The List of Microscopic Office Crimes I (Boffins Office 2)
Having discussed my take on meetings, I'd like to focus this second installment of Boffin's Office on microscopic office crimes. Like most things micro, they don't make the world fall apart, but they can be profoundly wasteful and lead to unnecessary tensions in the workplace.
I keep this list as a reminder to myself what not to do. Of course that doesn't mean I never did any of these things: In fact the whole point of this reminder list is exactly because I tend to forget about these issues ;).
Anywhere, here goes:
Delegate tiny tasks
“Could you forward this two-line e-mail to Jimmy, please?” Source: pixabay.
As a supervisor, I am encouraged by many other supervisors to delegate, delegate, delegate. After all, if you have multiple people working for you, delegating means that you can get multiple tasks finished at the same time.
Why could this be bad? Well, delegating doesn't come for free. First, you have to request someone to do the particular task, and monitor the progress and outcome. And second, the person you delegate to might or might not like the task you've just delegated.
Now I used to get very annoyed whenever I was given the responsibility over a task that literally takes a minute or two to finish. Whereas the supervisor might think that this task is nice and easy, the one being supervised is much more likely to wonder why the line manager couldn't just do that task her- or himself. So, now that I have a supervisor role, I need to avoid delegating such tiny tasks (unless they are repeating of course).
Perverse variation: Delegate a tiny task, then do it yourself after all and ignore any input you received from others. Oh, and make them feel them guilty for not responding promptly enough. I wouldn't mention it if I hadn't experienced it ;)..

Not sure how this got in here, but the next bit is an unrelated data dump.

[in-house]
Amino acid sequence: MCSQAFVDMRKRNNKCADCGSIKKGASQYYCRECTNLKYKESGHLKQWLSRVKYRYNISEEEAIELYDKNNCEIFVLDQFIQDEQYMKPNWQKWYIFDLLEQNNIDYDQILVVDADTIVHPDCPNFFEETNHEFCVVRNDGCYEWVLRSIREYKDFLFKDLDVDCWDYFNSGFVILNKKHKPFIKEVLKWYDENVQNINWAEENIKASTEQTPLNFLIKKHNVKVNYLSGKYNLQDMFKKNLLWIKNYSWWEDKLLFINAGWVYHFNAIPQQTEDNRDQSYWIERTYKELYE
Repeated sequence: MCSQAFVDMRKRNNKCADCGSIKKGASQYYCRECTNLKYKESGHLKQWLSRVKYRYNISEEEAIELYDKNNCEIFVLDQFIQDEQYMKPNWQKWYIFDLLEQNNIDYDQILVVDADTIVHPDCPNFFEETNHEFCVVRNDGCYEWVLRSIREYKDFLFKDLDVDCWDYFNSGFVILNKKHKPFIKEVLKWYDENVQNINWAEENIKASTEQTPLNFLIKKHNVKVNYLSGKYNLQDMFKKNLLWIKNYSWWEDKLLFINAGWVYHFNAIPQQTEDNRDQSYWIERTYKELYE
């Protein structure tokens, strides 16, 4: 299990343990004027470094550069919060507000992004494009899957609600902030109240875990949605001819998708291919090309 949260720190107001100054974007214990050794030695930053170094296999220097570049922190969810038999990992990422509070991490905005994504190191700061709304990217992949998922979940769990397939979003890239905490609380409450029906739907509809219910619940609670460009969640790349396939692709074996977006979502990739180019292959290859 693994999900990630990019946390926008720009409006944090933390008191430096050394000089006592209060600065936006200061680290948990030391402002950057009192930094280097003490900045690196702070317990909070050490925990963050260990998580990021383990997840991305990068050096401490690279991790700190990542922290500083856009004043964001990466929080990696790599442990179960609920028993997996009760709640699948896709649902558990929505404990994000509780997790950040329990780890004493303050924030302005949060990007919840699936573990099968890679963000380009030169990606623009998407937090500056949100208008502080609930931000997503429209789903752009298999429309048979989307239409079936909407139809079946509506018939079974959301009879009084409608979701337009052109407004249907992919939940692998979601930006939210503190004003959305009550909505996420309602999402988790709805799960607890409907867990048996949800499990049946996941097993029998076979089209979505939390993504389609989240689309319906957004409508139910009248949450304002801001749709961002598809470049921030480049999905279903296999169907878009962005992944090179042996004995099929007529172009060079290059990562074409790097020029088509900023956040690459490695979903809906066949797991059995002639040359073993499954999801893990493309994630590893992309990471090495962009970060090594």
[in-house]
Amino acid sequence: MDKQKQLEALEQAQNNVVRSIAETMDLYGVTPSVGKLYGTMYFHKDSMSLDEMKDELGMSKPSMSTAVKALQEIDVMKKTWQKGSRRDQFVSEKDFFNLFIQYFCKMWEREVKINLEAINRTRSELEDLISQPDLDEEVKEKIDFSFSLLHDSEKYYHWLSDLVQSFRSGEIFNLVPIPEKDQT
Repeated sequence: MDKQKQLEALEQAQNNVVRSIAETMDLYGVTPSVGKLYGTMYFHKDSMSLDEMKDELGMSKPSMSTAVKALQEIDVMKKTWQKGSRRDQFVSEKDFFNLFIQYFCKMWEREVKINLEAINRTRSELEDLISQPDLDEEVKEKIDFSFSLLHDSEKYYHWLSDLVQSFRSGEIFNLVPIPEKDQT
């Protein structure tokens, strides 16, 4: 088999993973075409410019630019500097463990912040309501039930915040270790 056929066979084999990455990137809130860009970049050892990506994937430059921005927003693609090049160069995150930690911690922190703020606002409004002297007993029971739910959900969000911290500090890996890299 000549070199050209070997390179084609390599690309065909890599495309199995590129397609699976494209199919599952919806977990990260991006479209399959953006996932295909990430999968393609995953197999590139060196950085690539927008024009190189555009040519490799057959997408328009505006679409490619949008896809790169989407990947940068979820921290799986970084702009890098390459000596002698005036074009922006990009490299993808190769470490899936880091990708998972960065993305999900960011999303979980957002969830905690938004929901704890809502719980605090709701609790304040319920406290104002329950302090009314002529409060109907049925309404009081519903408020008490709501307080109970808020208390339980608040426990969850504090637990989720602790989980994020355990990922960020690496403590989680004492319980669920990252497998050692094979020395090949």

Requiring confirmations for appointments
In the UK, it is almost impossible to stick to this one, as half the country enjoys making an appointment, only to then get back to you weeks later to check and confirm, once again, whether the appointment still stands. You had better respond that time, otherwise the appointment will be lost.
Coming from a Dutch background, I wasn't used to this practice at all: an appointment made is an appointment confirmed. At first I thought it was because others didn't trust me to stick to the appointments I made. However, I soon discovered that it had little to do with the trust in me, and all the more with people's general assumptions that colleagues run a sloppy agenda.
Why could this be bad? Well, it roughly doubles all incoming messages that are about appointment-making, which is about half of what my inbox consists of. Moreover, it encourages people to run a sloppy agenda, as if an appointment not confirmed twice isn't really an appointment at all. Lastly, it doesn't exactly exude trust in the other party...
Worst of all, imagine when the era dawns that people start fading on confirmed appointments. Are we then going to move to double-, triple- or quadruple-confirmed appointments?